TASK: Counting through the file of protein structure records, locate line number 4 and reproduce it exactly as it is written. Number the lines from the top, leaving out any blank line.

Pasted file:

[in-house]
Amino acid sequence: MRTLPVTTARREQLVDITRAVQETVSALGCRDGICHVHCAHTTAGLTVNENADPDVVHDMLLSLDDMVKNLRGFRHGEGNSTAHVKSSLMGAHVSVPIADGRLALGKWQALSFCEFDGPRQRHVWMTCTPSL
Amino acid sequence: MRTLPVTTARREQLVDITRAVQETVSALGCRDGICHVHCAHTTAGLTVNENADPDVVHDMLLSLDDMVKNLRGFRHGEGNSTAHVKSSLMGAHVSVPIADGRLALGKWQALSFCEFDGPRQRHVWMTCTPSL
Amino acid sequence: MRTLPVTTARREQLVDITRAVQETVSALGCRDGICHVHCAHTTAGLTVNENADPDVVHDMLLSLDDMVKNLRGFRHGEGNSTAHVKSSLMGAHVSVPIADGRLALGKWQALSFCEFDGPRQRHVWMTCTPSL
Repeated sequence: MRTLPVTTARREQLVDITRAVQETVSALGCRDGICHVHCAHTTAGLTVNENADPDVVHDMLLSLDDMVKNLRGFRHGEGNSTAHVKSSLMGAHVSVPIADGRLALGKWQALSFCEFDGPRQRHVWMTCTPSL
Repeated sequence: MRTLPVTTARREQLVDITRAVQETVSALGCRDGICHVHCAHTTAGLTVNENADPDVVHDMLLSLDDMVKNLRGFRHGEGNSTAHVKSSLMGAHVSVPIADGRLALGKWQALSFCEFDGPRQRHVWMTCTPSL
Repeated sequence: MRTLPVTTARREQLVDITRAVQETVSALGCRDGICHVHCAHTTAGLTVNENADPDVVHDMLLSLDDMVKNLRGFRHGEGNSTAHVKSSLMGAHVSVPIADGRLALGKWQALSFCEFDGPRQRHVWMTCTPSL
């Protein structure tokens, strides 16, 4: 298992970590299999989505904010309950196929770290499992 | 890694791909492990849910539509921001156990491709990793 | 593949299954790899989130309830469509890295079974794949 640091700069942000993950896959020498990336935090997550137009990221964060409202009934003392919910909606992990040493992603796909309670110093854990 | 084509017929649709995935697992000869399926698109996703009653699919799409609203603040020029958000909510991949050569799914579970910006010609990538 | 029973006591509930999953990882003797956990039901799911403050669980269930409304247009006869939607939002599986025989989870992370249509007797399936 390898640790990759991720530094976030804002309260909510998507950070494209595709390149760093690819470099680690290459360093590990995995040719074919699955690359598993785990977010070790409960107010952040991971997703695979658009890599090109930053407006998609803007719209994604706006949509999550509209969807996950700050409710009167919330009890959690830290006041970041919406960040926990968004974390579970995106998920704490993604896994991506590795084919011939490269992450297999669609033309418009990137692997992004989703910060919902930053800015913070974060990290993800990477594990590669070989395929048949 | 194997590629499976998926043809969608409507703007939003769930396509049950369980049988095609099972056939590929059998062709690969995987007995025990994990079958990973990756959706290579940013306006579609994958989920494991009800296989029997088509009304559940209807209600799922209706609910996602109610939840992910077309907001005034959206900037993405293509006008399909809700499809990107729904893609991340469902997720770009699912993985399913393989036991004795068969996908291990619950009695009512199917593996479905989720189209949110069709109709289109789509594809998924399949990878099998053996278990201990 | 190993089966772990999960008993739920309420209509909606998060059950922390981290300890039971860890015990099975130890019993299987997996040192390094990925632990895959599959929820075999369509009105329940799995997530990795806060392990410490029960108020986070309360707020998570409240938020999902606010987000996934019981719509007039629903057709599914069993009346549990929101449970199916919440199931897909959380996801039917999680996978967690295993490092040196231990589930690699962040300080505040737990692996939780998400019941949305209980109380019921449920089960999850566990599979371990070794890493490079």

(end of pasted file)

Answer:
Amino acid sequence: MRTLPVTTARREQLVDITRAVQETVSALGCRDGICHVHCAHTTAGLTVNENADPDVVHDMLLSLDDMVKNLRGFRHGEGNSTAHVKSSLMGAHVSVPIADGRLALGKWQALSFCEFDGPRQRHVWMTCTPSL